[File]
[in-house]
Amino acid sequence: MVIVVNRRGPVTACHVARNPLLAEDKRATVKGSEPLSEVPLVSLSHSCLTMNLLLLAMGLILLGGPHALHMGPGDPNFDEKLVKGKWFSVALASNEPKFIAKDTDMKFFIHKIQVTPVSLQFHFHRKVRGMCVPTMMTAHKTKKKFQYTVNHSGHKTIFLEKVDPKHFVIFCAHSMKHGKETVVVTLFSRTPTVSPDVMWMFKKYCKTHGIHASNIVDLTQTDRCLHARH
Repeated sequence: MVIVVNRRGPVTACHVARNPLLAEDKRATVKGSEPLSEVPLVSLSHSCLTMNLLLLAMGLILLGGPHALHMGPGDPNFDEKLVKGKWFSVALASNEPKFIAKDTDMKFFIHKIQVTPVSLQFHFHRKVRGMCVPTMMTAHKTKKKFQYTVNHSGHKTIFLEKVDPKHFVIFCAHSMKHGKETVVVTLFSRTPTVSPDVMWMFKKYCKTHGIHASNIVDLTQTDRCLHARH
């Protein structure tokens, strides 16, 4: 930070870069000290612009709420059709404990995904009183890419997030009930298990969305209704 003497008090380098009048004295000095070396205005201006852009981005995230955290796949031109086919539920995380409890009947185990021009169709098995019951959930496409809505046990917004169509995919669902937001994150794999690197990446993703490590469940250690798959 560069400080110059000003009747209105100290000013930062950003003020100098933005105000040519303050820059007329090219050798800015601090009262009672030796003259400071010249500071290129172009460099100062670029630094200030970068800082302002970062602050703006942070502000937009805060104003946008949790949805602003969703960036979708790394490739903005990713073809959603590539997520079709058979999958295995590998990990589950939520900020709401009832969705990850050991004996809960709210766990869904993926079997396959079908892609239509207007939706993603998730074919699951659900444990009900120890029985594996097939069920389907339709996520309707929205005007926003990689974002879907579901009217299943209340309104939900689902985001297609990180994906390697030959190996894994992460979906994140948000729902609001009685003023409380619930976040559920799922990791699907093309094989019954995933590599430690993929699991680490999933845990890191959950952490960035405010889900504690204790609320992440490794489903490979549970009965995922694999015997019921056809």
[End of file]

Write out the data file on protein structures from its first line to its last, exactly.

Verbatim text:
[in-house]
Amino acid sequence: MVIVVNRRGPVTACHVARNPLLAEDKRATVKGSEPLSEVPLVSLSHSCLTMNLLLLAMGLILLGGPHALHMGPGDPNFDEKLVKGKWFSVALASNEPKFIAKDTDMKFFIHKIQVTPVSLQFHFHRKVRGMCVPTMMTAHKTKKKFQYTVNHSGHKTIFLEKVDPKHFVIFCAHSMKHGKETVVVTLFSRTPTVSPDVMWMFKKYCKTHGIHASNIVDLTQTDRCLHARH
Repeated sequence: MVIVVNRRGPVTACHVARNPLLAEDKRATVKGSEPLSEVPLVSLSHSCLTMNLLLLAMGLILLGGPHALHMGPGDPNFDEKLVKGKWFSVALASNEPKFIAKDTDMKFFIHKIQVTPVSLQFHFHRKVRGMCVPTMMTAHKTKKKFQYTVNHSGHKTIFLEKVDPKHFVIFCAHSMKHGKETVVVTLFSRTPTVSPDVMWMFKKYCKTHGIHASNIVDLTQTDRCLHARH
């Protein structure tokens, strides 16, 4: 930070870069000290612009709420059709404990995904009183890419997030009930298990969305209704 003497008090380098009048004295000095070396205005201006852009981005995230955290796949031109086919539920995380409890009947185990021009169709098995019951959930496409809505046990917004169509995919669902937001994150794999690197990446993703490590469940250690798959 560069400080110059000003009747209105100290000013930062950003003020100098933005105000040519303050820059007329090219050798800015601090009262009672030796003259400071010249500071290129172009460099100062670029630094200030970068800082302002970062602050703006942070502000937009805060104003946008949790949805602003969703960036979708790394490739903005990713073809959603590539997520079709058979999958295995590998990990589950939520900020709401009832969705990850050991004996809960709210766990869904993926079997396959079908892609239509207007939706993603998730074919699951659900444990009900120890029985594996097939069920389907339709996520309707929205005007926003990689974002879907579901009217299943209340309104939900689902985001297609990180994906390697030959190996894994992460979906994140948000729902609001009685003023409380619930976040559920799922990791699907093309094989019954995933590599430690993929699991680490999933845990890191959950952490960035405010889900504690204790609320992440490794489903490979549970009965995922694999015997019921056809």